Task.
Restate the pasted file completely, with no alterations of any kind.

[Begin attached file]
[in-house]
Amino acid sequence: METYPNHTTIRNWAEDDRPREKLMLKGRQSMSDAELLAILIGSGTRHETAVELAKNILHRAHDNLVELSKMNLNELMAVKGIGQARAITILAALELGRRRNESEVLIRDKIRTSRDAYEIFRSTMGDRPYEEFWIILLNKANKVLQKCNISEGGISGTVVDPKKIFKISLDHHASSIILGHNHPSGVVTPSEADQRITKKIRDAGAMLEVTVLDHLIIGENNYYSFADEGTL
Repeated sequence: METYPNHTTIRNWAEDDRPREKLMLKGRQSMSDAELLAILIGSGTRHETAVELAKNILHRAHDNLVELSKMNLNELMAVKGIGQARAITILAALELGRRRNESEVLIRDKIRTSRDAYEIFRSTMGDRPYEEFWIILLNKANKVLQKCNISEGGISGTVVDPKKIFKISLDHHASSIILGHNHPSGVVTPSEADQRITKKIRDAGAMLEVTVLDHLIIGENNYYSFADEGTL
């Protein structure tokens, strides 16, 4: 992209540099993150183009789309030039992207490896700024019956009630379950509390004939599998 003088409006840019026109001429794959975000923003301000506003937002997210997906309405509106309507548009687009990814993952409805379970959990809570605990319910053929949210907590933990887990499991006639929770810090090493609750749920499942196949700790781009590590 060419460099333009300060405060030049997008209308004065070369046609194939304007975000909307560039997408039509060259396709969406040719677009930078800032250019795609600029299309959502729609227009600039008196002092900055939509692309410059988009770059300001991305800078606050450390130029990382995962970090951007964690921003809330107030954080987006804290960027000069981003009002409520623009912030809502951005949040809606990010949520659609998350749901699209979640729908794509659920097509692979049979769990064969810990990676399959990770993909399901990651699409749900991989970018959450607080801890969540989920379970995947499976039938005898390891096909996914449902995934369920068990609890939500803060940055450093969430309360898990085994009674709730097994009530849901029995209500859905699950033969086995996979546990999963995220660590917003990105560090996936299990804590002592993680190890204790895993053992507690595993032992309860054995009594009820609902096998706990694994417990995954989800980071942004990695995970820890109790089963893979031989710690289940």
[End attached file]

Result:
[in-house]
Amino acid sequence: METYPNHTTIRNWAEDDRPREKLMLKGRQSMSDAELLAILIGSGTRHETAVELAKNILHRAHDNLVELSKMNLNELMAVKGIGQARAITILAALELGRRRNESEVLIRDKIRTSRDAYEIFRSTMGDRPYEEFWIILLNKANKVLQKCNISEGGISGTVVDPKKIFKISLDHHASSIILGHNHPSGVVTPSEADQRITKKIRDAGAMLEVTVLDHLIIGENNYYSFADEGTL
Repeated sequence: METYPNHTTIRNWAEDDRPREKLMLKGRQSMSDAELLAILIGSGTRHETAVELAKNILHRAHDNLVELSKMNLNELMAVKGIGQARAITILAALELGRRRNESEVLIRDKIRTSRDAYEIFRSTMGDRPYEEFWIILLNKANKVLQKCNISEGGISGTVVDPKKIFKISLDHHASSIILGHNHPSGVVTPSEADQRITKKIRDAGAMLEVTVLDHLIIGENNYYSFADEGTL
């Protein structure tokens, strides 16, 4: 992209540099993150183009789309030039992207490896700024019956009630379950509390004939599998 003088409006840019026109001429794959975000923003301000506003937002997210997906309405509106309507548009687009990814993952409805379970959990809570605990319910053929949210907590933990887990499991006639929770810090090493609750749920499942196949700790781009590590 060419460099333009300060405060030049997008209308004065070369046609194939304007975000909307560039997408039509060259396709969406040719677009930078800032250019795609600029299309959502729609227009600039008196002092900055939509692309410059988009770059300001991305800078606050450390130029990382995962970090951007964690921003809330107030954080987006804290960027000069981003009002409520623009912030809502951005949040809606990010949520659609998350749901699209979640729908794509659920097509692979049979769990064969810990990676399959990770993909399901990651699409749900991989970018959450607080801890969540989920379970995947499976039938005898390891096909996914449902995934369920068990609890939500803060940055450093969430309360898990085994009674709730097994009530849901029995209500859905699950033969086995996979546990999963995220660590917003990105560090996936299990804590002592993680190890204790895993053992507690595993032992309860054995009594009820609902096998706990694994417990995954989800980071942004990695995970820890109790089963893979031989710690289940």